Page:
Mongez had no descendants and in any case, being male, he could not pass on this DNA to his children. Fabien therefore started with Anne, a sister of Abbé Mongez, and worked his way down from woman to woman until a male child led to this line being abandoned. This led to Victor Diday, who died in Grenoble in 1924. All that remained was to find a descendant of Victor who might have kept a personal object that belonged to him. Michel Brun, his great-grandson, was contacted. He remembered an old family trunk containing an envelope bearing the title “Beard hair from my beloved father”. Once the envelope had been found, Michel Laffont (then Secretary General of the Lapérouse Albi France Association and a member of the Salomon Association) went to Mr Brun’s home in Bizanos (Pyrénées Atlantiques) on 4 February 2006 and handed over the beard hairs, which were then sent to Professor Eric Baccino and then to Professor Cathala, who had to extract mitochondrial DNA from them and compare it with the DNA on the skeleton.
But Mr Cathala went abroad and the study was entrusted to a replacement. We then learned that “there was no incompatibility” between Victor Diday’s DNA and that of the unknown person, but that the hairs had been contaminated by other DNA.
Fabien Cler resumed his research, and again using Anne Mongez as a starting point, found Albert Delabeye, born in 1892, who carried Mongez’s mitochondrial DNA. When Albert died in 1981, he left behind his razor.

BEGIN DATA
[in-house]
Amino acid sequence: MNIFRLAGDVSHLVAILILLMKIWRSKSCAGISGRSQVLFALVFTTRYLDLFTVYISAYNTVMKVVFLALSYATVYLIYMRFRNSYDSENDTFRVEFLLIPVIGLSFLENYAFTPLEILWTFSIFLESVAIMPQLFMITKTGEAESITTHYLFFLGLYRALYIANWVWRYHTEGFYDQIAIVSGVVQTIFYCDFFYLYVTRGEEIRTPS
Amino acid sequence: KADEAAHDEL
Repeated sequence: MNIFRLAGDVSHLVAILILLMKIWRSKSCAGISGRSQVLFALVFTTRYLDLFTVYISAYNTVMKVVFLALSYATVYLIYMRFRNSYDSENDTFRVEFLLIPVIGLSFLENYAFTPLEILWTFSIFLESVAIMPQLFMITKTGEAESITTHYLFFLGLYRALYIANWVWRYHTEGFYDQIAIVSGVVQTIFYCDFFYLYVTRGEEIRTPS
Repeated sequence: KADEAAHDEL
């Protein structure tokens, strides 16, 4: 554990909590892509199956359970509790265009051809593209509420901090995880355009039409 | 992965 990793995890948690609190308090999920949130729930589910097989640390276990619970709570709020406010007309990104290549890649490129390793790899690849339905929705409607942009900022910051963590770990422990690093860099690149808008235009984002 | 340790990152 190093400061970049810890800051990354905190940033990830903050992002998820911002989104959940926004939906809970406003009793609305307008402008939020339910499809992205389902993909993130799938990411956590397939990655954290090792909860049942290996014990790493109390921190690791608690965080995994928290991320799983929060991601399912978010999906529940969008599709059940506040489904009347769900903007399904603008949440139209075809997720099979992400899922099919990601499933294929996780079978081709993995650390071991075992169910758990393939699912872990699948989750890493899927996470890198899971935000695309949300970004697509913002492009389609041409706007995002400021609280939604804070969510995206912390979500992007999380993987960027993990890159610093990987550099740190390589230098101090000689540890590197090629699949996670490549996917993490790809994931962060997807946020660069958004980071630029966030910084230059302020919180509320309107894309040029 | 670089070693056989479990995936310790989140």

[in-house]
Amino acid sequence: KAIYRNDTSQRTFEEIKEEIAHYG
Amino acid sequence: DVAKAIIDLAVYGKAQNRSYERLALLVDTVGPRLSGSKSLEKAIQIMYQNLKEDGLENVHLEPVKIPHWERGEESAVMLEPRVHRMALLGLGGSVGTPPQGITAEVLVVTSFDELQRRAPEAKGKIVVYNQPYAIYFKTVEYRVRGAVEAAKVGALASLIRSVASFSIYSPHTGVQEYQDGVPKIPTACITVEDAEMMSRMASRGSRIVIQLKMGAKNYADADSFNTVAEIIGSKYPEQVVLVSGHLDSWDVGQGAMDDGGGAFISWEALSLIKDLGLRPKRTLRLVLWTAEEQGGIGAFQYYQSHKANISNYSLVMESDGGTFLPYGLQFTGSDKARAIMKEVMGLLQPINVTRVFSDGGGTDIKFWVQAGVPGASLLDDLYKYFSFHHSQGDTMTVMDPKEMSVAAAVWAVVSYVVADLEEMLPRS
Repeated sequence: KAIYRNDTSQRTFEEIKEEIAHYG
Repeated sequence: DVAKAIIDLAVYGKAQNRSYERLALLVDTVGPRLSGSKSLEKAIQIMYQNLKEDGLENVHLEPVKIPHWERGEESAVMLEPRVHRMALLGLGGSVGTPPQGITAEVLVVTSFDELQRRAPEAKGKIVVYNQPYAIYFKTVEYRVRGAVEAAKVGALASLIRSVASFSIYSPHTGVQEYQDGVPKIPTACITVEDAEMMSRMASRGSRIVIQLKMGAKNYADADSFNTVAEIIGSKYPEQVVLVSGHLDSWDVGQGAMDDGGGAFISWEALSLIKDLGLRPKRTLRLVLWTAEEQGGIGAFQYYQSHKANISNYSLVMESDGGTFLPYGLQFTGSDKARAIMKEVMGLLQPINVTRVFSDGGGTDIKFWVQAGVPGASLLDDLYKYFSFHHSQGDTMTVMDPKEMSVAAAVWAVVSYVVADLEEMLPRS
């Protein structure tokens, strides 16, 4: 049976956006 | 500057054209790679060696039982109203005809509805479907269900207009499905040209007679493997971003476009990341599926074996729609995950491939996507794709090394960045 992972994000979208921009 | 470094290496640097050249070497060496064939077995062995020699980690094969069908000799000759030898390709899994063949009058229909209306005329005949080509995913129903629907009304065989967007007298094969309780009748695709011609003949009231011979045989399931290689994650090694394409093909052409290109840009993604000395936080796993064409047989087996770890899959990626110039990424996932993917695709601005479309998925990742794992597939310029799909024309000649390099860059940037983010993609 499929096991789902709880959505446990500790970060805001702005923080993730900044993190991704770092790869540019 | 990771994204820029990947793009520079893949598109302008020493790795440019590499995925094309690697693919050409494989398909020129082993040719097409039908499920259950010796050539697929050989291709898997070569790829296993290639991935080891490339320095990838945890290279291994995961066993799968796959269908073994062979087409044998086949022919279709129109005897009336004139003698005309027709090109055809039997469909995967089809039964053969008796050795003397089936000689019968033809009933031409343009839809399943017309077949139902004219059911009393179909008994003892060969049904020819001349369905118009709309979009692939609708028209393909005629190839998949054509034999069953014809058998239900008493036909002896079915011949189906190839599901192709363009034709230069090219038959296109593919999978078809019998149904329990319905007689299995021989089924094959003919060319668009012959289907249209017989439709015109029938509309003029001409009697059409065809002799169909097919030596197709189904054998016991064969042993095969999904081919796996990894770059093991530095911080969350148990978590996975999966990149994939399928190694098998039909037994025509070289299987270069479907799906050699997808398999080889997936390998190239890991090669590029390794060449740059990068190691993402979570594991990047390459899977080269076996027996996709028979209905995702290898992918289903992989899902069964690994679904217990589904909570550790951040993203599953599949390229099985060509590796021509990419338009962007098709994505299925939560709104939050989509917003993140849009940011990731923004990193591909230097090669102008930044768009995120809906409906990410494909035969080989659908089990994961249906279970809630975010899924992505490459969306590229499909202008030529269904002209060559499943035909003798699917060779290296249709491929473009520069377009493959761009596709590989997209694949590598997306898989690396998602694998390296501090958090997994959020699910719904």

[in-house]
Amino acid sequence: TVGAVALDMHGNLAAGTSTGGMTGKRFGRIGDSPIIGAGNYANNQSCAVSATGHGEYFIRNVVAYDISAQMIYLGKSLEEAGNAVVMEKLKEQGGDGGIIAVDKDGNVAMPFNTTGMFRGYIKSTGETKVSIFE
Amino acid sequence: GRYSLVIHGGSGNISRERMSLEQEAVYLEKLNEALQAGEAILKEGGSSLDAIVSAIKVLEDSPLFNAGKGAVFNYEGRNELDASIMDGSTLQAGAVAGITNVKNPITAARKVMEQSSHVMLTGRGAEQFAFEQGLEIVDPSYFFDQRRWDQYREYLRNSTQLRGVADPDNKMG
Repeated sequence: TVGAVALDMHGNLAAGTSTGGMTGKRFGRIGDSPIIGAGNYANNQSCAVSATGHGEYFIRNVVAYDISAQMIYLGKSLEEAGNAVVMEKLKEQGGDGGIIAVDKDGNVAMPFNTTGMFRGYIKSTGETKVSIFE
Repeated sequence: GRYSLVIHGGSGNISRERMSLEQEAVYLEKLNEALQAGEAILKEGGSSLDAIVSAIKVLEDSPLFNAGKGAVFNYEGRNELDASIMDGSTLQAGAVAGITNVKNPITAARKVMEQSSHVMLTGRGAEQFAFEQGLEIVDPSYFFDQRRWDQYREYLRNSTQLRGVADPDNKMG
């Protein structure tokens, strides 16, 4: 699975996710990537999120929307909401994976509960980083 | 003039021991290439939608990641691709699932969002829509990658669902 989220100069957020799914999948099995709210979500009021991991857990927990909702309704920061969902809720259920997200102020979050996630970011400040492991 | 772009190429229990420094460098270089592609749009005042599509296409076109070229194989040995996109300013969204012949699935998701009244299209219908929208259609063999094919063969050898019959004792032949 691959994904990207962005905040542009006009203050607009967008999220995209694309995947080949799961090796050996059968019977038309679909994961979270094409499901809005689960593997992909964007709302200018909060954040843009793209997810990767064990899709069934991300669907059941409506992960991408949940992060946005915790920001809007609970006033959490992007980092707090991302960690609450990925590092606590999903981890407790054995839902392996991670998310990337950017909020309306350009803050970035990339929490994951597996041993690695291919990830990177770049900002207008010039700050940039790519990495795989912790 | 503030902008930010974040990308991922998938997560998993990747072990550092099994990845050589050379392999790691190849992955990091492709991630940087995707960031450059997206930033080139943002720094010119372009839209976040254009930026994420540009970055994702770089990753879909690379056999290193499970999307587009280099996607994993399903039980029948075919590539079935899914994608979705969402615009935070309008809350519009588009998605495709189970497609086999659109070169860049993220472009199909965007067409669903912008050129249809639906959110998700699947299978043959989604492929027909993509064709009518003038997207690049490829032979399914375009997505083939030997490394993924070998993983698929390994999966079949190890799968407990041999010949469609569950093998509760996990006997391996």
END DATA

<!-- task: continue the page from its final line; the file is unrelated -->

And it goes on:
The year was 2014. This time, Alain Conan and Fabien Cler have an appointment with Professor Philippe Charlier from Garches, a forensic pathologist and palaeopathologist, renowned for his work in identifying famous historical figures. This first contact gives Fabien and Alain hope that the analyses will be carried out seriously.
Charlier asked Etienne Beaumont to retrieve the report on Professor Cathala’s analyses, as well as the piece of the unknown man’s femur and Victor Diday’s remaining beard polish.
The clippers supplied still contain a beard hair, but Philippe Charlier is more interested in the cells it may contain. The analyses are to be carried out in Barcelona.
The conclusion is, as for the previous analysis, “there is no incompatibility with Mongez”. Charlier added: “If it’s not Mongez, I’ll tell you”. This does not close the Mongez page definitively, as such research could have led to the conclusion of an incompatibility, but this is not the case.
Fabien Cler recovered the razor, but not the shards of femur or the remaining hairs from Victor Diday’s beard. Fortunately, Michel Brun had been asked to keep half of them as a precaution.
Research is still possible by exhuming bodies in Vénissieux (Delabeye and Veyron-Lacroix branches) and Grenoble (Marine Mongenet and her mother née Perrard). But before any bones can be removed, a number of conditions must be met: the remains must not be mixed with other bodies, which happens when several people are buried in the same plot. This also presupposes well-maintained funeral archives to obtain this information. Secondly, the agreement of descendants. In many cases, the first condition is met. For the second, Sine Dolo comes up against legal or administrative difficulties: agreement from the curators, authorisation from the public prosecutor.